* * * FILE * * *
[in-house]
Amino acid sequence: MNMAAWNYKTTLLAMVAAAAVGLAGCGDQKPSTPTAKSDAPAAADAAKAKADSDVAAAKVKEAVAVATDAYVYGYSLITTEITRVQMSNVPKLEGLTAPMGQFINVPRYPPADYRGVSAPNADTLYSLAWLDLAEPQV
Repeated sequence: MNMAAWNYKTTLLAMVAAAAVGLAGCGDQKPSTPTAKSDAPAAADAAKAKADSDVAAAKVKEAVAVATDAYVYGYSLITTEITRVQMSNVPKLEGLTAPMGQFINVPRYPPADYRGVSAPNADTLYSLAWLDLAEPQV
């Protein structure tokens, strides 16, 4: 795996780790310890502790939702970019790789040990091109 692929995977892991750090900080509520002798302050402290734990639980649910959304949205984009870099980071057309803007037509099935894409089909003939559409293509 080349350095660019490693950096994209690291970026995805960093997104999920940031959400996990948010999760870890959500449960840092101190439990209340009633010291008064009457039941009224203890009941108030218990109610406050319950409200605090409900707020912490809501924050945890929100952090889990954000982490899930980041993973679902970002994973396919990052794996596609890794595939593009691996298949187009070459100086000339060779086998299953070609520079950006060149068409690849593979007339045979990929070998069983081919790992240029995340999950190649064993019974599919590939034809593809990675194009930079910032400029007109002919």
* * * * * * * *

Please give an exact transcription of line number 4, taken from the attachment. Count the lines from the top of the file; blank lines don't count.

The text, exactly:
């Protein structure tokens, strides 16, 4: 795996780790310890502790939702970019790789040990091109 692929995977892991750090900080509520002798302050402290734990639980649910959304949205984009870099980071057309803007037509099935894409089909003939559409293509 080349350095660019490693950096994209690291970026995805960093997104999920940031959400996990948010999760870890959500449960840092101190439990209340009633010291008064009457039941009224203890009941108030218990109610406050319950409200605090409900707020912490809501924050945890929100952090889990954000982490899930980041993973679902970002994973396919990052794996596609890794595939593009691996298949187009070459100086000339060779086998299953070609520079950006060149068409690849593979007339045979990929070998069983081919790992240029995340999950190649064993019974599919590939034809593809990675194009930079910032400029007109002919």